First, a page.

Family vacation to Sri Lanka
A two-week family vacation, exploring the highlights and heavenly hideaways of Sri Lanka, fully guided and perfectly paced to suit all ages.
Colombo Kurunegala Sigiriya Lion Rock Fortress Polonnaruwa Minneriya National Park Cave Temple at Dambulla Kandy Temple of the Tooth Nurawa Eliya Bandarrawela Ella Gap Yala National Park Ahangama Galle
US $2649ToUS $2879excluding flights
Description of Family vacation to Sri Lanka
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Small group tours:
Small group travel is not large group travel scaled down. It is modeled on independent travel – but with the advantage of a group leader to take care of the itinerary, accommodation and tickets, and dealing with the language. It’s easy to tick off the big sights independently – but finding those one-off experiences, local festivals, traveling markets and secret viewpoints is almost impossible for someone without the insider knowledge gained from years in the field. Those with a two-week vacation, a small group tour will save valuable planning time.
We can cater for vegetarian and vegan diets.
As the pioneers of responsible tourism, we've screened this (and every) vacation so that you can travel knowing it will help support the places and people that you visit, and the planet. Read how below.
PlanetAccommodation and Meals
All of the hotels we stay in are dedicated to hiring local staff and using freshly sourced produce wherever possible. This helps to benefit the surrounding community by providing employment opportunities and income alternatives where they may be otherwise hard to come by. When meals are not provided, our local guide will encourage and recommend clients to visit local restaurants and cafes to try local specialties. Sri Lankan cuisine consists of staples like rice usually accompanied with assorted meat and vegetable curries as well as various pickles, ‘sambols’ and a handful of tiny poppadum.
One of the highlights of the trip is the game drive in Yala National Park, though best known for elephants; clients may also spot deer, monkeys, buffalo and a wide range of bird life. We are very conscious of the environment and try to limit our impact on our surroundings as much as possible. All of our vehicles used on this tour are subject to annual eco testing and we monitor this closely in order to reduce our carbon footprint. We do believe in leaving no more than footprints, although this tour actively encourages guests to talk to local people, visit local cafes and restaurants and use markets to purchase traditional crafts. By visiting landmarks, cultural sites and National Parks, our entrance fees contribute to the upkeep of these places.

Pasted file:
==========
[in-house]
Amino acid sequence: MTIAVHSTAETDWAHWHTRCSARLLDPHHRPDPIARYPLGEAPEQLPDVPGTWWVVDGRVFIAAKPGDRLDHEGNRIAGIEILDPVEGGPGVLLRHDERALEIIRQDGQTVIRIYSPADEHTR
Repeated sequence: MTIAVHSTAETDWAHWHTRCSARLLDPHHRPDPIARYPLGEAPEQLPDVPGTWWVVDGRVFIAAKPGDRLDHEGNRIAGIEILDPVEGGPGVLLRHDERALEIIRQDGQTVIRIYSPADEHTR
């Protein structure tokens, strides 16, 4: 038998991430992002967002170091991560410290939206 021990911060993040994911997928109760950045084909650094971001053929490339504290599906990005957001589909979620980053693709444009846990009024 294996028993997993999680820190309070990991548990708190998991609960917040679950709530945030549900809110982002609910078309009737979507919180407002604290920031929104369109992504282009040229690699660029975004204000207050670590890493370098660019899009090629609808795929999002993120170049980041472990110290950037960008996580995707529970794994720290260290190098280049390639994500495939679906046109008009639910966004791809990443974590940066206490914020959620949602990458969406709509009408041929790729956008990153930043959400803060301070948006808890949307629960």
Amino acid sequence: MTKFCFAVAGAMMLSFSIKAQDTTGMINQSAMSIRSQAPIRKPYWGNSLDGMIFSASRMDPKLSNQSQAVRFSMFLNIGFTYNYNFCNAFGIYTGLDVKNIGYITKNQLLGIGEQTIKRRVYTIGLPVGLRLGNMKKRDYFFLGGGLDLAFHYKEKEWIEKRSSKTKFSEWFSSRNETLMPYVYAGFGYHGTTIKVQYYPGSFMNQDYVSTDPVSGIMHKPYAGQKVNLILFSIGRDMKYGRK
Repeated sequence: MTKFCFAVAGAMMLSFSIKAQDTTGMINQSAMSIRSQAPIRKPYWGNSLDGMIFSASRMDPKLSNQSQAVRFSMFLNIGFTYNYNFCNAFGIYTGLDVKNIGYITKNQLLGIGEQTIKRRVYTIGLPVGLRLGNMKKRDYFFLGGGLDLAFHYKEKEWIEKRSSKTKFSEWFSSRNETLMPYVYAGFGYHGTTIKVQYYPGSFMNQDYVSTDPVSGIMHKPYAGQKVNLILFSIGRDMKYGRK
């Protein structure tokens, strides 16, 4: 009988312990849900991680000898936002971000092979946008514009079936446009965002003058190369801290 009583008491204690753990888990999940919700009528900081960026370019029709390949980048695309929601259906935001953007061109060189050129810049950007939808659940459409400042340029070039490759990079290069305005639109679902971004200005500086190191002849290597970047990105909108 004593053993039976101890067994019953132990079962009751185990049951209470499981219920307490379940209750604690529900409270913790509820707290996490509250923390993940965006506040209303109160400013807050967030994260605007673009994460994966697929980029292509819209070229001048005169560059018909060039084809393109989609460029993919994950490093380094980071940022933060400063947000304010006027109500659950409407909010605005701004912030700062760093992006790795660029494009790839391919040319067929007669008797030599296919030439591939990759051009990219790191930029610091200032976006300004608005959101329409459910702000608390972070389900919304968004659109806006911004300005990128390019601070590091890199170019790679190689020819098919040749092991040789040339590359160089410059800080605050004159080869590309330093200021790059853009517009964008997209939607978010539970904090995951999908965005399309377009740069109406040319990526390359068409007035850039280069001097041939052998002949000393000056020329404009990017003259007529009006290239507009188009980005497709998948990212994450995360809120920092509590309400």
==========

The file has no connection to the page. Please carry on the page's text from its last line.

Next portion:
This is a small group tour, meaning that we have a low impact on the environments and communities we visit and are able to ensure that we do not disrupt or lead to the displacement of local people. The small number also allows us to stay in unique, family-run hotels that cannot benefit from coach tours and other mass tourism due to their limited sizes.
It all starts at home where we work towards reducing our carbon footprint in our offices through energy conservation measures, recycling policies and the promotion of cycling and walking as a means for our staff to commute. Our head office has become a plastic-free zone with the use of plastic bottles being banned in our head office and we distributed reusable water bottles and tote bags to every staff member. We also support a large number of community and environmental projects in different parts of the world and try to give something back to the places we visit.
PeopleLocal Craft and Culture
There is so much culture and history to be discovered and explored during the trip. We get to explore the UNESCO city of ancient Polonnaruwa filled with temples, palaces, huge Buddhist stupas and sculptures dating from a thousand years ago. And also visit one of the most iconic sights in Sri Lanka, the UNESCO Ancient city of Sigiriya, where this fifth century rock fortress shows one of the best examples of ancient urban planning.
Before we drive to the beautiful lakeside town of Kandy, we stop by a rope making factory in a local house in the Matale area where we get to witness the traditional process of rope making, an interesting experience for both adults and children. We will also explore a sari factory where we learn about these traditional garments that have been worn in Sri Lanka for thousands of years. Through these visits, clients learn more about Sri Lankan craft, how they are made and possibly purchase something as a form of support. Though the sale of items made from endangered species are strictly prohibited in Sri Lanka, there still ornaments made of sea-shells (shell fish) openly sold on the island. Hence, our local guides are sure to advice clients on what can be bought and what to avoid.
Following the disastrous tsunami back in 2004, our local operator founded the “Back to Life” project to raise funds for the disaster. With the funds we provided, they were able to financially co-sponsor the project which has enable 25 families to be rehoused and for two schools to be equipped with toilets, running water and outdoor swings. Additionally, they collaborated with a German operator and the village temple to contribute 10 large water tanks and an eye clinic to a remote village with a donation of 200 pairs of glasses. They also provided assistance in the development of a day care and a school for children in the hill country.